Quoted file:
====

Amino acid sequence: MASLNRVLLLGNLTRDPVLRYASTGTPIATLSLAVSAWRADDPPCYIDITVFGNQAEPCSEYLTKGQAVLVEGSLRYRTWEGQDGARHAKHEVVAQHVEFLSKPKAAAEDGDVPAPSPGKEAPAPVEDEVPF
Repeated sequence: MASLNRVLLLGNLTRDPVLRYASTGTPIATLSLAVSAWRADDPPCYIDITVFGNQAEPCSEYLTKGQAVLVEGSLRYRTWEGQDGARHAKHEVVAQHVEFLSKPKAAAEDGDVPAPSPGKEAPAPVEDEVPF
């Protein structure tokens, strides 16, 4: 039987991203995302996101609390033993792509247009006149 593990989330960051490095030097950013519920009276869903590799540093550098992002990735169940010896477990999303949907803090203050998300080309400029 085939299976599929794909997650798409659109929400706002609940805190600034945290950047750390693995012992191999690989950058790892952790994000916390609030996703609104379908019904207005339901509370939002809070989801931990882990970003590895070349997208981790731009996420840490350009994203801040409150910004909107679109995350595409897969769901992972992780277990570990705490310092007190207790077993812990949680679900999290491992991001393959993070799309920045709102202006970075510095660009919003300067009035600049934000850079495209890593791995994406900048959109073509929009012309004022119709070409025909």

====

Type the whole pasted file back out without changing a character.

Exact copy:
Amino acid sequence: MASLNRVLLLGNLTRDPVLRYASTGTPIATLSLAVSAWRADDPPCYIDITVFGNQAEPCSEYLTKGQAVLVEGSLRYRTWEGQDGARHAKHEVVAQHVEFLSKPKAAAEDGDVPAPSPGKEAPAPVEDEVPF
Repeated sequence: MASLNRVLLLGNLTRDPVLRYASTGTPIATLSLAVSAWRADDPPCYIDITVFGNQAEPCSEYLTKGQAVLVEGSLRYRTWEGQDGARHAKHEVVAQHVEFLSKPKAAAEDGDVPAPSPGKEAPAPVEDEVPF
């Protein structure tokens, strides 16, 4: 039987991203995302996101609390033993792509247009006149 593990989330960051490095030097950013519920009276869903590799540093550098992002990735169940010896477990999303949907803090203050998300080309400029 085939299976599929794909997650798409659109929400706002609940805190600034945290950047750390693995012992191999690989950058790892952790994000916390609030996703609104379908019904207005339901509370939002809070989801931990882990970003590895070349997208981790731009996420840490350009994203801040409150910004909107679109995350595409897969769901992972992780277990570990705490310092007190207790077993812990949680679900999290491992991001393959993070799309920045709102202006970075510095660009919003300067009035600049934000850079495209890593791995994406900048959109073509929009012309004022119709070409025909």